Fee Simple is the most common and, as the name implies, simplest way to hold title to a title property. This type of ownership provides full rights of possession at present and in the future to the person named on the deed. This ownership lasts until the property is sold.

Joint Tenancy with Right of Survivorship is commonly used by those who purchase a home together. With this type of real estate title, each owner has an equal share of the property. The Right of Survivorship portion of this type of title means that when one of the owners dies, the surviving owner automatically receives the deceased’s portion of the property. The property is not disposed of in a will and does not pass to heirs of the deceased.

Tenancy in Common is similar to Joint Tenancy but without the Right of Survivorship. Each owner has a specified interest in the property. They may have equal or unequal shares. While their interests may be unequal, they have 100% use of the property, no matter what their shares actually are. Since they both have 100% use of the property, it cannot be sold without the others’ permission, but an owner may transfer his or her interest in the property without the permission of the co-owners. The key component of this type of ownership is that each owner can specify whom the property is to go to upon their death in their will. It does not automatically pass to the co-owner.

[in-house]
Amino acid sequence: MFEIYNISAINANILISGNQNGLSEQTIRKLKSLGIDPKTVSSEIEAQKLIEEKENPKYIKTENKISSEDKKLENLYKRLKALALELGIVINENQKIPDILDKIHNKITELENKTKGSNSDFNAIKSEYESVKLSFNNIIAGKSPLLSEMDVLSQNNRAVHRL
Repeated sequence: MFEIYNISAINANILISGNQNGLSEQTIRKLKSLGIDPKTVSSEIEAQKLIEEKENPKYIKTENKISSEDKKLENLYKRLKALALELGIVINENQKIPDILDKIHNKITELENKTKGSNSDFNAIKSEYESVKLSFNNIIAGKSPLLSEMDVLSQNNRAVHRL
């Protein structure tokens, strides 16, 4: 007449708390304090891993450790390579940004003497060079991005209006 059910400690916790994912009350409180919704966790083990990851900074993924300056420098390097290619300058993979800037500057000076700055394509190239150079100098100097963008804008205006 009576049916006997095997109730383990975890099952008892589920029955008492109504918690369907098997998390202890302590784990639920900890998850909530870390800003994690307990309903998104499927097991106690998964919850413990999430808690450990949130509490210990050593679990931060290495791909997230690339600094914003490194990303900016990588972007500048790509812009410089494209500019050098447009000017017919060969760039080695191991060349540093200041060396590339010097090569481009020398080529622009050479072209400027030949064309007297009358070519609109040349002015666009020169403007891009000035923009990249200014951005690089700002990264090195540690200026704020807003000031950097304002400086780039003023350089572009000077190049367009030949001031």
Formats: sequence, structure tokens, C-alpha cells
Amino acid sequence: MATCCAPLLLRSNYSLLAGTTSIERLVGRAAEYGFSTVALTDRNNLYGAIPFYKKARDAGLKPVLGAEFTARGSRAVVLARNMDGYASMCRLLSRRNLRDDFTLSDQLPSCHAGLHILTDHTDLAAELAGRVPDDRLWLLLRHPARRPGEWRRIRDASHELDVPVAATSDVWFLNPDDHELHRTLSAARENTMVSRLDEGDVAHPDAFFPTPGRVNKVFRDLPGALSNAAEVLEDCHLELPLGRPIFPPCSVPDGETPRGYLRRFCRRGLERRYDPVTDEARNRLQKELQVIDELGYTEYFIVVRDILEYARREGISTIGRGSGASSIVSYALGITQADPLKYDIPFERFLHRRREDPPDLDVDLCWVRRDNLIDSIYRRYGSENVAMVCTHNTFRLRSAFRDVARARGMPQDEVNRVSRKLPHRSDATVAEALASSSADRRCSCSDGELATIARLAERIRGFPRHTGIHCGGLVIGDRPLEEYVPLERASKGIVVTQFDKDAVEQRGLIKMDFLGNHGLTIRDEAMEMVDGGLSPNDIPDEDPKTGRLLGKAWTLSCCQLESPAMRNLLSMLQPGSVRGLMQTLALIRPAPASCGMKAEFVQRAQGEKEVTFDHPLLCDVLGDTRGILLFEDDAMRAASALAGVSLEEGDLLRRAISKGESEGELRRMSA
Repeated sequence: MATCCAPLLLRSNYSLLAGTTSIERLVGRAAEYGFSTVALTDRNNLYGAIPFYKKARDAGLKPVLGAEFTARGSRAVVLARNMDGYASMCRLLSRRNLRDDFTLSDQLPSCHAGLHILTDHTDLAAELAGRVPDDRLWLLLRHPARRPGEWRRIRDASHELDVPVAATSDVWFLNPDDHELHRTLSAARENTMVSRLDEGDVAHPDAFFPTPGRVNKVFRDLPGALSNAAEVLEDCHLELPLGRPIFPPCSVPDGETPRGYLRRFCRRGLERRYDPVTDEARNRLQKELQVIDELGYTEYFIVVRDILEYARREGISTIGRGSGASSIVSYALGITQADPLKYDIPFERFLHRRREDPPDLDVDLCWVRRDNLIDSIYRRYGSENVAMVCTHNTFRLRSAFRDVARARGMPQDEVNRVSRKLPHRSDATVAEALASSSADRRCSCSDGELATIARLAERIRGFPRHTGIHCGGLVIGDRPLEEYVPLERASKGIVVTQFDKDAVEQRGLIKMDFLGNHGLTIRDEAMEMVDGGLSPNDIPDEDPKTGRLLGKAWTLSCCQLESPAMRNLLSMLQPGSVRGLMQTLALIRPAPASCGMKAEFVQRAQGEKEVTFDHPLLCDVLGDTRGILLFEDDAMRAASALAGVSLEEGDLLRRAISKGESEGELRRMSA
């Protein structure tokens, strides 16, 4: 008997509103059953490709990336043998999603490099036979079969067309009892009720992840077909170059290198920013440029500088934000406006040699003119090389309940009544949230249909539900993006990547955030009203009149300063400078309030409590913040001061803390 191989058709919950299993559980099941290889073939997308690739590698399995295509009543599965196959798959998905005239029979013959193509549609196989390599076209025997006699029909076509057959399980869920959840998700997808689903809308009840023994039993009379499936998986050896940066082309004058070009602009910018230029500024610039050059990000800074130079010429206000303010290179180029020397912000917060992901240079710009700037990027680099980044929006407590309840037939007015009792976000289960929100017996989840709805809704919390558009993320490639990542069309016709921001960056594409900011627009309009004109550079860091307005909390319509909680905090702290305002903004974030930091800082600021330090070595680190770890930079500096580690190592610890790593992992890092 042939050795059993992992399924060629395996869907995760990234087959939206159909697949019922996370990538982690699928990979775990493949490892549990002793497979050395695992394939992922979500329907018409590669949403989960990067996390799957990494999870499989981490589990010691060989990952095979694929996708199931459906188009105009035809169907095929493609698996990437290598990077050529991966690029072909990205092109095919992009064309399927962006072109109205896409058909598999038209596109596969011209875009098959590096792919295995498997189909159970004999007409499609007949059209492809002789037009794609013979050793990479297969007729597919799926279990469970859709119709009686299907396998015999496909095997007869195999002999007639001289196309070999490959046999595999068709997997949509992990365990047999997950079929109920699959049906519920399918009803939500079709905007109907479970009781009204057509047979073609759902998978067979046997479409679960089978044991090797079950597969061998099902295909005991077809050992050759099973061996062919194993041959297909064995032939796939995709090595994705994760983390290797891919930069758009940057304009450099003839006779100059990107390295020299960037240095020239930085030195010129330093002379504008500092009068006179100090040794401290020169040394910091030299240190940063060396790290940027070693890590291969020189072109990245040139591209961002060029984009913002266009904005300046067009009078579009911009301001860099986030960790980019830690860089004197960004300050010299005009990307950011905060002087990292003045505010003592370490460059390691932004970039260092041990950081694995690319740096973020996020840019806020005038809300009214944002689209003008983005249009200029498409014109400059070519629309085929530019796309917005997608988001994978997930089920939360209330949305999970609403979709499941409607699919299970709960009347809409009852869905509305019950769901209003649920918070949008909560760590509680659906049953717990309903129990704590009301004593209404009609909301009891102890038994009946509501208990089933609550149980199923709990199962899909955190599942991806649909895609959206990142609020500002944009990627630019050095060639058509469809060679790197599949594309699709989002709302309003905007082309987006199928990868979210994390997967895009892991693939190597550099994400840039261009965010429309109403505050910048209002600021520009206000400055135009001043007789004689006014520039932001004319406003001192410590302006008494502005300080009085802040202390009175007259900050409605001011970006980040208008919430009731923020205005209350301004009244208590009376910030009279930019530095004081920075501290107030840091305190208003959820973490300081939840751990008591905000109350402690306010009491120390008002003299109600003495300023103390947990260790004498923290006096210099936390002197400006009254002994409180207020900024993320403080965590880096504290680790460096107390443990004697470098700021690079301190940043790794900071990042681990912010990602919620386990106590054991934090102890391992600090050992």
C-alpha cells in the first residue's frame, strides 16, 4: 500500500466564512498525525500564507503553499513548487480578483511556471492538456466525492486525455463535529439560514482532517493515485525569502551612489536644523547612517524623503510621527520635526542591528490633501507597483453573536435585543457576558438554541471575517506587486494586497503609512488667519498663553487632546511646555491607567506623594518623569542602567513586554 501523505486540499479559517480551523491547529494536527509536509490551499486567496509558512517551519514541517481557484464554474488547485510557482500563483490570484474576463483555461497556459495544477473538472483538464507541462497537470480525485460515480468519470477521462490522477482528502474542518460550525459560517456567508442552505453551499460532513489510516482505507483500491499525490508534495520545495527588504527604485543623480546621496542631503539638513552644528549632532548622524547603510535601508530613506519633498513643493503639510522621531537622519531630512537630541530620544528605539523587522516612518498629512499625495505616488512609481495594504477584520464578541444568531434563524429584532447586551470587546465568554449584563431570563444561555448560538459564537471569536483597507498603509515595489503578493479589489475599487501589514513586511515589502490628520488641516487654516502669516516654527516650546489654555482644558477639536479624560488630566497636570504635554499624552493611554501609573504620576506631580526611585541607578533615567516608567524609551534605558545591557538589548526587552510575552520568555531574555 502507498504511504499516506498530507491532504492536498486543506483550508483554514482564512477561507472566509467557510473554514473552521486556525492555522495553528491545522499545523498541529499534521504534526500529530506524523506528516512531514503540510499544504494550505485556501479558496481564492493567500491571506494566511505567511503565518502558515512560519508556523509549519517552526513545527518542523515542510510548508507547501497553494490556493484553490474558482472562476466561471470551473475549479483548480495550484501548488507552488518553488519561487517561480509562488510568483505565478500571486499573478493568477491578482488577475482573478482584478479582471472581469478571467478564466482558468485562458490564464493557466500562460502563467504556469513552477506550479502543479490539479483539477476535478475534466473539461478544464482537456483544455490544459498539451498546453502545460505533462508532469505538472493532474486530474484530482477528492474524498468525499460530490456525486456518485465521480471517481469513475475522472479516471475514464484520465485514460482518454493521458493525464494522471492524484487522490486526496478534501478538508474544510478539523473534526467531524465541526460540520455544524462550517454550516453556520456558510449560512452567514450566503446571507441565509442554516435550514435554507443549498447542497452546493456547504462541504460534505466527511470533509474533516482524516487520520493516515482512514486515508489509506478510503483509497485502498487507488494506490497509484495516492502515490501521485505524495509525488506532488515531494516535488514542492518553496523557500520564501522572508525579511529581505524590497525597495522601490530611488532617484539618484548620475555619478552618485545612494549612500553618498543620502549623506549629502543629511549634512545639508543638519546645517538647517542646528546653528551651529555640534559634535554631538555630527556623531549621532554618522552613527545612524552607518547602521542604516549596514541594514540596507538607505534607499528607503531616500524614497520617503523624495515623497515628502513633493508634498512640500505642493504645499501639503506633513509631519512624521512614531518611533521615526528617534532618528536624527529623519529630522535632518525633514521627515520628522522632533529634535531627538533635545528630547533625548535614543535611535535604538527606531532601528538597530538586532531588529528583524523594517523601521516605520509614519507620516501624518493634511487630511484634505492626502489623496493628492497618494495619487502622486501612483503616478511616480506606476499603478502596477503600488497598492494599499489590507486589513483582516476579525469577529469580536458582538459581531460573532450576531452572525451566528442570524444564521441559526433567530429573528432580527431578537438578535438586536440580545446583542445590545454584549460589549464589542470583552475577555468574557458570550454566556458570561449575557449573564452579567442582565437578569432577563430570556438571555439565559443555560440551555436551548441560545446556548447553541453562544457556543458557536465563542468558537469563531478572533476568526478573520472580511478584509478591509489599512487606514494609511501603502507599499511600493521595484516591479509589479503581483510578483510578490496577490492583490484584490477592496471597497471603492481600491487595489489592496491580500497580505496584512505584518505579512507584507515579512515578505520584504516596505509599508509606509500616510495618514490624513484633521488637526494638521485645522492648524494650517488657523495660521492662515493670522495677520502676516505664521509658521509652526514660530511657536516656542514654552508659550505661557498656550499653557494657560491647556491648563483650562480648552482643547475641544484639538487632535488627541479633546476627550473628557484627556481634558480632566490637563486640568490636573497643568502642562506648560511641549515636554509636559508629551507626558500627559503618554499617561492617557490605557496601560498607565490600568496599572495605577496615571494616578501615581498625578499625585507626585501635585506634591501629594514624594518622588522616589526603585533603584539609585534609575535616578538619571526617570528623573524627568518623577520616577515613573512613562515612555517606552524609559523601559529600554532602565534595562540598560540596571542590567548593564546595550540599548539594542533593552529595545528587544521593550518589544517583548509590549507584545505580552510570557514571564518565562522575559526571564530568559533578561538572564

Tenancy in the Entirety is restricted to married couples. It is also called the Community Property. Similar to joint tenancy, each partner owns 100% of the property and needs the consent of their spouse in order to transfer ownership of the property.

The title agency plays an important role in your real estate transaction. From conducting a title search to holding escrow funds to providing notary services, your title agency is intimately involved with your property transaction. 

No matter how you ultimately decide to hold your real estate title, you will need to have a notary public oversee the signing of the transaction documents. A notary is a public official licensed by the state to perform acts in legal affairs, primary of which is serving as witness to signatures on documents such as real estate forms, mortgages, deeds, and titles.

The deed will need to be filed appropriately with your county recorder or registrar of deeds. In some states, the signing of the deed must also be witnessed.

The information provided on this website does not, and is not intended to, constitute legal advice; instead, all information, content, and materials available on this site are for general informational purposes only.


At Title Junction we care about helping you stay informed throughout your real estate transaction. Have questions? Give us a call at 239.415.6574.